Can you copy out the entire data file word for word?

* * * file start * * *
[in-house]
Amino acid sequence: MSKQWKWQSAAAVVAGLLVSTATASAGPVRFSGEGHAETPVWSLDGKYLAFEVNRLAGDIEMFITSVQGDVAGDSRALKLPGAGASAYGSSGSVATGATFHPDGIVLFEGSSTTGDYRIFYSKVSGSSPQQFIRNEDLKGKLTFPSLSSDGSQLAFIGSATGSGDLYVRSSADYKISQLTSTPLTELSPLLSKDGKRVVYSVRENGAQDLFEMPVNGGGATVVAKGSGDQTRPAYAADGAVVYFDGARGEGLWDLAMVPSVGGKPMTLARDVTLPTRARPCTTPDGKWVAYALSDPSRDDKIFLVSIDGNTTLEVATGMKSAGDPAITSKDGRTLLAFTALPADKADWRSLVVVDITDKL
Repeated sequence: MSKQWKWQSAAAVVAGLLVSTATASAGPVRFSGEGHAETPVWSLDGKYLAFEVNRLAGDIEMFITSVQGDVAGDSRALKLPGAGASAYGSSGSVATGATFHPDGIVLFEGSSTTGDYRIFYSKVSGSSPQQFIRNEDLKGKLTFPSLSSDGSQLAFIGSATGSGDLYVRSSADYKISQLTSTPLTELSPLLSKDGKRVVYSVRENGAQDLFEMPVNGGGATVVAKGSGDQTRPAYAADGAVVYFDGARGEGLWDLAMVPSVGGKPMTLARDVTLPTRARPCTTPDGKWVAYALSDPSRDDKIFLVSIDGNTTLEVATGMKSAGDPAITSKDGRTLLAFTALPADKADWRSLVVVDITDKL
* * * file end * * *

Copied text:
[in-house]
Amino acid sequence: MSKQWKWQSAAAVVAGLLVSTATASAGPVRFSGEGHAETPVWSLDGKYLAFEVNRLAGDIEMFITSVQGDVAGDSRALKLPGAGASAYGSSGSVATGATFHPDGIVLFEGSSTTGDYRIFYSKVSGSSPQQFIRNEDLKGKLTFPSLSSDGSQLAFIGSATGSGDLYVRSSADYKISQLTSTPLTELSPLLSKDGKRVVYSVRENGAQDLFEMPVNGGGATVVAKGSGDQTRPAYAADGAVVYFDGARGEGLWDLAMVPSVGGKPMTLARDVTLPTRARPCTTPDGKWVAYALSDPSRDDKIFLVSIDGNTTLEVATGMKSAGDPAITSKDGRTLLAFTALPADKADWRSLVVVDITDKL
Repeated sequence: MSKQWKWQSAAAVVAGLLVSTATASAGPVRFSGEGHAETPVWSLDGKYLAFEVNRLAGDIEMFITSVQGDVAGDSRALKLPGAGASAYGSSGSVATGATFHPDGIVLFEGSSTTGDYRIFYSKVSGSSPQQFIRNEDLKGKLTFPSLSSDGSQLAFIGSATGSGDLYVRSSADYKISQLTSTPLTELSPLLSKDGKRVVYSVRENGAQDLFEMPVNGGGATVVAKGSGDQTRPAYAADGAVVYFDGARGEGLWDLAMVPSVGGKPMTLARDVTLPTRARPCTTPDGKWVAYALSDPSRDDKIFLVSIDGNTTLEVATGMKSAGDPAITSKDGRTLLAFTALPADKADWRSLVVVDITDKL